Friday, 15 June 2012

Book Review: The Latin American Photobook

The Latin American Photobook, Horacio Fernández (Aperture, 2011)

There is no history of Latin American photography that gives due attention to its books. 

This is the status quo that Horacio Fernández, together with an advisory committee composed of Marcelo Brodsky, Iatã Cannabrava, Lesley A. Martin, Martin Parr and Ramón Reverté, sets out to change and the result is this book. It's not just an academic tome - it's big, heavy, hard cover, well-laid out, and stuffed with colour photos. But it's not just a coffee table book either - each book featured is carefully described and the beginning of each section pulls the different books featured in it together.

All the photographers are Latin American by birth or choice, rather than travel photographers or visitors. There were some old friends for me among the books here, such as Carlos Domínguez's Los peruanos, and some others that I was surprised not to have heard of, such as Guillermo Thorndike's Uchuraccay: Testimonio de una masacre.

Both of the above publications are highly relevant to the subjects of this blog, as are others like Richard Cross' Nicaragua: La guerra de liberacion. Cross, a photojournalist, was killed shortly after its publication. "Photographers have to take the initiative to try to have more control over the use of their photographs and they have to get more interested in the potential for combining images to make stories and to combine images with text," he said.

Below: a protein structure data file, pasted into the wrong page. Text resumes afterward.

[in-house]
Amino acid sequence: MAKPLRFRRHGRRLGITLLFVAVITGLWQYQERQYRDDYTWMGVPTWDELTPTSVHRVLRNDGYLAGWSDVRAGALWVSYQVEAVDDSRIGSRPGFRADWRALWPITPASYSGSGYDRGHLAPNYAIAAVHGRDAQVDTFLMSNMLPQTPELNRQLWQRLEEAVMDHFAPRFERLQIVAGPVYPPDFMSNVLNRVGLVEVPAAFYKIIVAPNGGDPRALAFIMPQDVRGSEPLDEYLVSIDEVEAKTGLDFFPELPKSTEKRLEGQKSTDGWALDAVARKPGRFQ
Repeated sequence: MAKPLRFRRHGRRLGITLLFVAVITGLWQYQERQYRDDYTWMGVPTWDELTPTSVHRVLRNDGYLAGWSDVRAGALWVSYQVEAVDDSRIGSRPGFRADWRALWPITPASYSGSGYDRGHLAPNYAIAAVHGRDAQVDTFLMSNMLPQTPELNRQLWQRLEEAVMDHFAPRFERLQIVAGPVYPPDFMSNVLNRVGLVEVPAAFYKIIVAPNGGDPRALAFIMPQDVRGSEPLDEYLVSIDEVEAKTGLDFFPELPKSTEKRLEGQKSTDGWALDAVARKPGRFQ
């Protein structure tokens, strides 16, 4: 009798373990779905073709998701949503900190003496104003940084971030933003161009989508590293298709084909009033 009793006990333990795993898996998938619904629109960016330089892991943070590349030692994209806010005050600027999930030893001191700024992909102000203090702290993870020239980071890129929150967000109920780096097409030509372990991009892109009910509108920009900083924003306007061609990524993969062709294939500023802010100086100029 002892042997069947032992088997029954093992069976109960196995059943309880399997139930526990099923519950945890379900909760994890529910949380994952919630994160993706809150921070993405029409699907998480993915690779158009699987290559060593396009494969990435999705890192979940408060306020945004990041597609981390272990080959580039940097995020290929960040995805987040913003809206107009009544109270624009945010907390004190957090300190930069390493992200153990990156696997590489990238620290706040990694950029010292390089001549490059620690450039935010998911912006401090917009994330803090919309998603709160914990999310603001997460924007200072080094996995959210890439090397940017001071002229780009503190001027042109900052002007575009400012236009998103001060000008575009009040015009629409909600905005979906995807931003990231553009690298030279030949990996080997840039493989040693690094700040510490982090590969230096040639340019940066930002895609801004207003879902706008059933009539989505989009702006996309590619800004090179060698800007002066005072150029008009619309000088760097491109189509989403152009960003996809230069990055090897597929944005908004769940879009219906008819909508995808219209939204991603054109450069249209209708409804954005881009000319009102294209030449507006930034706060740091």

Other fascinating finds for me were Chile ayer hoy, produced by the official publishing wing of the Chilean government in 1975, and Mirko Lauer's Ciudad de Lima with photos by Jesús Ruiz Durand, because I had come across some of the latter's work on iconic photographs before.

It's very interesting to see the various photobooks juxtaposed alongside each other and given a new lease of life, as it were, in this book - although of course, there remains a certain sense of frustration that the original publications themselves are, in many cases, difficult or impossible to get hold of. Fernández et al have certainly made a great contribution to the photobook genre themselves with this one, which, I would think, Latin American photography enthusiasts will want to have laid out on a table somewhere - it looks too good to consign to a shelf.

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